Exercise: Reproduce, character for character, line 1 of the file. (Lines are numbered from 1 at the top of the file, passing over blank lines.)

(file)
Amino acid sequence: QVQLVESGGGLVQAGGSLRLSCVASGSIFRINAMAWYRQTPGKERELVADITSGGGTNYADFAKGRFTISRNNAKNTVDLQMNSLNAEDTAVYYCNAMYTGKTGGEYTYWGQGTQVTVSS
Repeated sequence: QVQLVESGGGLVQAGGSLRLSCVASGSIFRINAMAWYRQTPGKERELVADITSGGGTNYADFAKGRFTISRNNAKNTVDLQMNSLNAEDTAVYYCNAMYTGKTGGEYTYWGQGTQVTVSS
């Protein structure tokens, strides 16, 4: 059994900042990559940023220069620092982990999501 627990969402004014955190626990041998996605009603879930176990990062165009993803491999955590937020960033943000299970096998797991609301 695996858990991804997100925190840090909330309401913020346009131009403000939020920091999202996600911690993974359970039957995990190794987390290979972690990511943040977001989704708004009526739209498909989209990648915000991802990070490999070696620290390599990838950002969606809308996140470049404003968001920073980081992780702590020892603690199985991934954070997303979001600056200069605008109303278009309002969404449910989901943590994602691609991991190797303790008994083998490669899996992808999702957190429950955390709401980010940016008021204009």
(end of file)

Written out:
Amino acid sequence: QVQLVESGGGLVQAGGSLRLSCVASGSIFRINAMAWYRQTPGKERELVADITSGGGTNYADFAKGRFTISRNNAKNTVDLQMNSLNAEDTAVYYCNAMYTGKTGGEYTYWGQGTQVTVSS